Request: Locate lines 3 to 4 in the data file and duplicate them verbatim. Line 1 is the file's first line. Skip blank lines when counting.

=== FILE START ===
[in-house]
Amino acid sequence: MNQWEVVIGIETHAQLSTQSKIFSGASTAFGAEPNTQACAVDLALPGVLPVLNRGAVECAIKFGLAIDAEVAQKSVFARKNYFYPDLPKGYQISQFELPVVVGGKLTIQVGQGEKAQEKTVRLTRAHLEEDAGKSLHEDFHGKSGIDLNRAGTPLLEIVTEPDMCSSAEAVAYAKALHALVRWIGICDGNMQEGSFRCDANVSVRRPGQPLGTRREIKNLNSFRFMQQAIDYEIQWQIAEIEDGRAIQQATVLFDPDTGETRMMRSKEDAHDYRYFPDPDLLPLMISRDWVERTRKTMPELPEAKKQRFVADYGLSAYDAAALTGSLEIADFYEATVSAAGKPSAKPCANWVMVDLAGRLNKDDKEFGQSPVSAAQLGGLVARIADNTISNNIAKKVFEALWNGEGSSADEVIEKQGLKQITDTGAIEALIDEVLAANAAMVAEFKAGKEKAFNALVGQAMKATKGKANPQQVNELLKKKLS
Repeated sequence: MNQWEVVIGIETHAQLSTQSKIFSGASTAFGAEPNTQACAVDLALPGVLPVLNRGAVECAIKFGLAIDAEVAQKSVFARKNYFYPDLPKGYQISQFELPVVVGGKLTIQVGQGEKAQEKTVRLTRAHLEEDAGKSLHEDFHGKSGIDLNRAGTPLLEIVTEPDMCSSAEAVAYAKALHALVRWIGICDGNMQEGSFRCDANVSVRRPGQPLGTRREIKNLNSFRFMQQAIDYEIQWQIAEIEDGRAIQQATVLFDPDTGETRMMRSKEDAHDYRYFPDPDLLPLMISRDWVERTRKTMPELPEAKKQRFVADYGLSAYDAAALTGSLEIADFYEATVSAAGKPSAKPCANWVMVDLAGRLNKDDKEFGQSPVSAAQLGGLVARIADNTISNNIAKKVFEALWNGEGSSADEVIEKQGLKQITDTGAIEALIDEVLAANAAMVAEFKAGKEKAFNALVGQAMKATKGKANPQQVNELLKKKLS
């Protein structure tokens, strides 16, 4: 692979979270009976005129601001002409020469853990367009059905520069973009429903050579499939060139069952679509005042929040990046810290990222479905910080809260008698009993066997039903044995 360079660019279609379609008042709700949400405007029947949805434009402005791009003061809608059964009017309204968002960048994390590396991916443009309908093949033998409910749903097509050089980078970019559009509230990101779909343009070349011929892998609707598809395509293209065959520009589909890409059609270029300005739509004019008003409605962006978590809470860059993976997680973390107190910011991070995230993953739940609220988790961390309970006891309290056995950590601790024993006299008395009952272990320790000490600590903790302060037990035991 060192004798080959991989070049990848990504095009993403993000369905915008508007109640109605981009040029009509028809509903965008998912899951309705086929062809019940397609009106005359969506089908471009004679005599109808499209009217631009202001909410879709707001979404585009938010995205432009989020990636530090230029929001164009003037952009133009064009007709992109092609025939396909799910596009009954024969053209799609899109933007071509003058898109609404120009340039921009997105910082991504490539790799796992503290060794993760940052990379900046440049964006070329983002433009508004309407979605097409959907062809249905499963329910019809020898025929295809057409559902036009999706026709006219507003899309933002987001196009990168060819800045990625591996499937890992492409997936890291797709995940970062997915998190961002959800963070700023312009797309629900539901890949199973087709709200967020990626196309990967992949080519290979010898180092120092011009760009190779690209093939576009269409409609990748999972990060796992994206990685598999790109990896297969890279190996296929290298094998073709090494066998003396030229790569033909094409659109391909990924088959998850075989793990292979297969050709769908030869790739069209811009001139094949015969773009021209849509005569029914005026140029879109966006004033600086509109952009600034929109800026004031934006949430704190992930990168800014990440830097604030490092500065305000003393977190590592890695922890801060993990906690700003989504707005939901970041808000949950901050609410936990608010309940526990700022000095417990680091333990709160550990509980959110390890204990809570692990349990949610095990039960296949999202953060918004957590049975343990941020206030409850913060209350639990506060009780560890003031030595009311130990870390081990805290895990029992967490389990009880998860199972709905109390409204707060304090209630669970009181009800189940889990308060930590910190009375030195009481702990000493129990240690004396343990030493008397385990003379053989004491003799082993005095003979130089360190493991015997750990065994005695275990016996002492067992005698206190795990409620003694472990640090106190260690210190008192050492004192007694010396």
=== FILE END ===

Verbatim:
Repeated sequence: MNQWEVVIGIETHAQLSTQSKIFSGASTAFGAEPNTQACAVDLALPGVLPVLNRGAVECAIKFGLAIDAEVAQKSVFARKNYFYPDLPKGYQISQFELPVVVGGKLTIQVGQGEKAQEKTVRLTRAHLEEDAGKSLHEDFHGKSGIDLNRAGTPLLEIVTEPDMCSSAEAVAYAKALHALVRWIGICDGNMQEGSFRCDANVSVRRPGQPLGTRREIKNLNSFRFMQQAIDYEIQWQIAEIEDGRAIQQATVLFDPDTGETRMMRSKEDAHDYRYFPDPDLLPLMISRDWVERTRKTMPELPEAKKQRFVADYGLSAYDAAALTGSLEIADFYEATVSAAGKPSAKPCANWVMVDLAGRLNKDDKEFGQSPVSAAQLGGLVARIADNTISNNIAKKVFEALWNGEGSSADEVIEKQGLKQITDTGAIEALIDEVLAANAAMVAEFKAGKEKAFNALVGQAMKATKGKANPQQVNELLKKKLS
């Protein structure tokens, strides 16, 4: 692979979270009976005129601001002409020469853990367009059905520069973009429903050579499939060139069952679509005042929040990046810290990222479905910080809260008698009993066997039903044995 360079660019279609379609008042709700949400405007029947949805434009402005791009003061809608059964009017309204968002960048994390590396991916443009309908093949033998409910749903097509050089980078970019559009509230990101779909343009070349011929892998609707598809395509293209065959520009589909890409059609270029300005739509004019008003409605962006978590809470860059993976997680973390107190910011991070995230993953739940609220988790961390309970006891309290056995950590601790024993006299008395009952272990320790000490600590903790302060037990035991 060192004798080959991989070049990848990504095009993403993000369905915008508007109640109605981009040029009509028809509903965008998912899951309705086929062809019940397609009106005359969506089908471009004679005599109808499209009217631009202001909410879709707001979404585009938010995205432009989020990636530090230029929001164009003037952009133009064009007709992109092609025939396909799910596009009954024969053209799609899109933007071509003058898109609404120009340039921009997105910082991504490539790799796992503290060794993760940052990379900046440049964006070329983002433009508004309407979605097409959907062809249905499963329910019809020898025929295809057409559902036009999706026709006219507003899309933002987001196009990168060819800045990625591996499937890992492409997936890291797709995940970062997915998190961002959800963070700023312009797309629900539901890949199973087709709200967020990626196309990967992949080519290979010898180092120092011009760009190779690209093939576009269409409609990748999972990060796992994206990685598999790109990896297969890279190996296929290298094998073709090494066998003396030229790569033909094409659109391909990924088959998850075989793990292979297969050709769908030869790739069209811009001139094949015969773009021209849509005569029914005026140029879109966006004033600086509109952009600034929109800026004031934006949430704190992930990168800014990440830097604030490092500065305000003393977190590592890695922890801060993990906690700003989504707005939901970041808000949950901050609410936990608010309940526990700022000095417990680091333990709160550990509980959110390890204990809570692990349990949610095990039960296949999202953060918004957590049975343990941020206030409850913060209350639990506060009780560890003031030595009311130990870390081990805290895990029992967490389990009880998860199972709905109390409204707060304090209630669970009181009800189940889990308060930590910190009375030195009481702990000493129990240690004396343990030493008397385990003379053989004491003799082993005095003979130089360190493991015997750990065994005695275990016996002492067992005698206190795990409620003694472990640090106190260690210190008192050492004192007694010396």